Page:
Tu B’Sh’vat: A Personal Reflection
by Barbara Kavadias
While we have been having a relatively warm winter in the United States, it cannot compare to what winter is like in Israel. It is the rainy season there, the time of year that Israel greens up, with cooler temperatures and rain (which feels like a miracle every time I experience it) in between wonderfully sunny days. In Israel’s climate, it is easy to understand how Tu B’Sh’vat, this year starting on the evening of February 7th, is celebrated as the birthday of the trees. By Tu B’Sh’vat, trees throughout Israel are blooming, getting ready to set fruit and there is a festive, hopeful feeling in the air.
There is a lot to feel hopeful about in Israel, a western democracy with positive values, yet it seems like every day we hear about gender issues and racist incitement there. As disheartening as it is to get this news, there is a very positive side to this; we are hearing about it! We are hearing about it because we planted seeds. For years we, as a movement, have been helping to grow a community of people who care about women’s equality; who care about living in peace with our neighbors; who want people of all faiths to be treated fairly, who believe in democracy; who are working hard for sustainable, ecological living. We have been helping to grow a community of people who care enough to speak up and take action when they see injustice. The Reform Movement in America, through ARZA, has been helping to grow this community by investing in the Israel Reform Movement.
On a recent trip to Israel, this hopefulness, amidst the worry and concern, was palpable. People came together in Beit Shemesh to stand witness to the value of derech eretz (civility) in the face of brutality toward a female child. People came together at the Israel Reform Movement’s home, Beit Shmuel in Jerusalem, to raise their voices against the suppression of women in the public square of Israel. While each one of us who cares about justice in Israel could not be there, the community we have helped to build was, front and center.
When you have visited Israel, have you really met our Israel, the one you helped grow? Have you been to Darchei Noam, which won the right for all congregations, not just Orthodox ones, to be allocated land to build synagogues? Have you been to Kiryat Ono, or Birkat Shalom, or Or Chadash, or Ohel Avraham, all of which work with and promote good relations with their Arab, Druse, and Bedouin neighbors? Have you been to the Daniel Centers, which are helping to revitalize Yaffo, prepare the next generation of social justice-committed Jewish leadership, and have programs serving the youngest to the oldest? Or Kol HaNeshema, which is reaching out to our gay and lesbian family members and helping the Israeli Reform community understand what it is to be open and affirming? Have you been to Kibbutz Lotan to see what it looks like to live day in and day out as a Reform people?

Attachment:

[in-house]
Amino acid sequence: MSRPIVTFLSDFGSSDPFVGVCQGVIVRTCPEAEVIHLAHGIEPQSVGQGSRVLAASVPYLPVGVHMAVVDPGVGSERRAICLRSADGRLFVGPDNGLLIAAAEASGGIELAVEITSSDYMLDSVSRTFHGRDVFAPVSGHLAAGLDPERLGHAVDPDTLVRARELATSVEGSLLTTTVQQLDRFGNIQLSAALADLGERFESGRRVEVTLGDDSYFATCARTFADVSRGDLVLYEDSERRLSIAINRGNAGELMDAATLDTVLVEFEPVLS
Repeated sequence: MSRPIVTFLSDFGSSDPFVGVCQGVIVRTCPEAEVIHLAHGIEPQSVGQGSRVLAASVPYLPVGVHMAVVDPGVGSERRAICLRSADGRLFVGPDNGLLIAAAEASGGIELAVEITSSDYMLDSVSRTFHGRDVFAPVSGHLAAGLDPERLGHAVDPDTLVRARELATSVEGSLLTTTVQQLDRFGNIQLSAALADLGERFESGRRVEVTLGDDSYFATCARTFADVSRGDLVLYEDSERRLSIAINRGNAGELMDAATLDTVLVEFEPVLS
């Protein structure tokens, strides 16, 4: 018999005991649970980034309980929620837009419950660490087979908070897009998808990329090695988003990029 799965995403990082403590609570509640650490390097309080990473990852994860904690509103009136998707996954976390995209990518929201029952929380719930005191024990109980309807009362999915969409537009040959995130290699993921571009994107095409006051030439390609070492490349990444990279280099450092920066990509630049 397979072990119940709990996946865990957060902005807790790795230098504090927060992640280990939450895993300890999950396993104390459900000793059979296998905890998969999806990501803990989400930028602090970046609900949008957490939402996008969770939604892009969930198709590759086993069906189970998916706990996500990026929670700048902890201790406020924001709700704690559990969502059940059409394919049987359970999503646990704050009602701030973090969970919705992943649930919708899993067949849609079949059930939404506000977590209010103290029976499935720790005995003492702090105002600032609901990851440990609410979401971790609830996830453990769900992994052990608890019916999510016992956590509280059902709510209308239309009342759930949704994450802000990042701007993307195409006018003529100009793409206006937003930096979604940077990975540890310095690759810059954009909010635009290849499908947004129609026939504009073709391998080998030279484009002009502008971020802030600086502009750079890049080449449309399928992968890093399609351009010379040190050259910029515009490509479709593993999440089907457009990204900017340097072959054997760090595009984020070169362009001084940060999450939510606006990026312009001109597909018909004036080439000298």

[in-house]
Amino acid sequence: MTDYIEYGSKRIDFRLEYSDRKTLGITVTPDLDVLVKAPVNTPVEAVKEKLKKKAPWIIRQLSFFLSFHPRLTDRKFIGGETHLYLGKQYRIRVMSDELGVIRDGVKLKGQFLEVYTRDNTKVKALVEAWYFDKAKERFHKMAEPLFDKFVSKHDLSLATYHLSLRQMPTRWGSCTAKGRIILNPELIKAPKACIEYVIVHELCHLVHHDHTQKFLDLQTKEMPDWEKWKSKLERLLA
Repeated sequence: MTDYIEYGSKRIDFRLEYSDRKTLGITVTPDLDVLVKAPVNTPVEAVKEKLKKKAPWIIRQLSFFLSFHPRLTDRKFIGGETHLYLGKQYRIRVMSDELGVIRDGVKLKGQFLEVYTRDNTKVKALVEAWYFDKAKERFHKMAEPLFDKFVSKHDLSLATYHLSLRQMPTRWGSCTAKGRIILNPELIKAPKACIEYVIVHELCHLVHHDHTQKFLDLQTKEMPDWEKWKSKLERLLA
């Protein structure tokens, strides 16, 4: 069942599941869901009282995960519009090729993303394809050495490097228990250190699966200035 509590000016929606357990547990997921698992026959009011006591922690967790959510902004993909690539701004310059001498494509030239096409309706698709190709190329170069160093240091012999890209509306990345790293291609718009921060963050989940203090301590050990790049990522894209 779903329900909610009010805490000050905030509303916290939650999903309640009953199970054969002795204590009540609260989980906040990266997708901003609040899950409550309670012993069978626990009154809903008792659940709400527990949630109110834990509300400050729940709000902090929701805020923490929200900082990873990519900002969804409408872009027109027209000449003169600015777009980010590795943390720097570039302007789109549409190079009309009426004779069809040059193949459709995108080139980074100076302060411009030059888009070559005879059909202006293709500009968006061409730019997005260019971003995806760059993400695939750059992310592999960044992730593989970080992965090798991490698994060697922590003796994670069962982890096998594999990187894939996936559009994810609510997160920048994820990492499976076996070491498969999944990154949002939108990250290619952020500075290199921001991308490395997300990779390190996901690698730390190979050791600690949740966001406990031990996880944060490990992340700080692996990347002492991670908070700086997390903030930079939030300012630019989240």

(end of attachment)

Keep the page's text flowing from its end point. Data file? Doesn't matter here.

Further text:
While government officials have been speaking out against the mistreatment of women and girls, it is important to know that this response is the fruit borne of the deep roots progressive Jews have in Israel that we all helped plant. The early Zionists came wanting to help build not only a State, but a New Jew; strong, free, part of the world community. These seeds sprouted and are expressed in the Declaration of Independence. Our Reform Zionist seeds are also sprouting. More and more Communities are being formed. Our Communities have become a movement. The Israel Reform movement is spreading the word, in the Courts, the Knesset, the bimah, and the streets. The sap rose this summer in the tent cities born of frustrated ideals, vision and hopes that have been kept alive in our Reform communities. The sap is rising this winter as people across the country respond to the Beit Shemesh incidents. The Israeli government cannot say that the events in Beit Shemesh were an aberration because of the cases, the depositions, the studies on gender discrimination done by the Israel Reform Action Center. People had the words to speak, the facts to lay out, the spirit to do so because of all the growth ARZA, as the American Reform voice for Israel has been able to nourish.
Hope is in the air. Tu B’Sh’vat is coming. The trees, the community you nourish, are bearing fruit. Eat. Celebrate. And let’s keep growing.
Barbara Kavadias, the Director of Development for ARZA: the Reform Israel Fund, was previously the Director of Field Services for the Religious Coalition for Reproductive Choice. Barbara is widely considered a leader in the business of making the world a better place.
Originally published in Ten Minutes of Torah.